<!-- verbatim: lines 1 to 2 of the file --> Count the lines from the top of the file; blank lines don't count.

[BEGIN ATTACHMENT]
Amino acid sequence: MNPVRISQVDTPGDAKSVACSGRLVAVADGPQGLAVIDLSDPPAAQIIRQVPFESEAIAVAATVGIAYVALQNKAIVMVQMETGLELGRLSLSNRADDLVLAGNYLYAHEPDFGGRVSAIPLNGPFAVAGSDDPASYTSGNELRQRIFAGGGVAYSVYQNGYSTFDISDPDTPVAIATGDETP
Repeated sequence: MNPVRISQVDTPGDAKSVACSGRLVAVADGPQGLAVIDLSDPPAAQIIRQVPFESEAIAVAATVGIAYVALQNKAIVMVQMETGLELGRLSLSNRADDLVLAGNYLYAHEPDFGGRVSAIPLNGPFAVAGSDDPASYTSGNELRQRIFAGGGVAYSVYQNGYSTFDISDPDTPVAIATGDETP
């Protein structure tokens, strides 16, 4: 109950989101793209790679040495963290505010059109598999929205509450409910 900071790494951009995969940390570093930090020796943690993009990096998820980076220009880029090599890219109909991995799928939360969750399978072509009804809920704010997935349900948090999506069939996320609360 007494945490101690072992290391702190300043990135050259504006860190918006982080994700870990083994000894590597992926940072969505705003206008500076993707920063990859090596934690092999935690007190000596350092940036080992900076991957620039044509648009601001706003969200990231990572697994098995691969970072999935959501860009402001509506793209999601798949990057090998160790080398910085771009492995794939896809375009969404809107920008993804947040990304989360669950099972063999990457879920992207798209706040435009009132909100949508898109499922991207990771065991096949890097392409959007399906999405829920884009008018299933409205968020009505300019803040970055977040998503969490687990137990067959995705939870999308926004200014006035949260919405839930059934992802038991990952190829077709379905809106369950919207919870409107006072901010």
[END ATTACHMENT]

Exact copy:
Amino acid sequence: MNPVRISQVDTPGDAKSVACSGRLVAVADGPQGLAVIDLSDPPAAQIIRQVPFESEAIAVAATVGIAYVALQNKAIVMVQMETGLELGRLSLSNRADDLVLAGNYLYAHEPDFGGRVSAIPLNGPFAVAGSDDPASYTSGNELRQRIFAGGGVAYSVYQNGYSTFDISDPDTPVAIATGDETP
Repeated sequence: MNPVRISQVDTPGDAKSVACSGRLVAVADGPQGLAVIDLSDPPAAQIIRQVPFESEAIAVAATVGIAYVALQNKAIVMVQMETGLELGRLSLSNRADDLVLAGNYLYAHEPDFGGRVSAIPLNGPFAVAGSDDPASYTSGNELRQRIFAGGGVAYSVYQNGYSTFDISDPDTPVAIATGDETP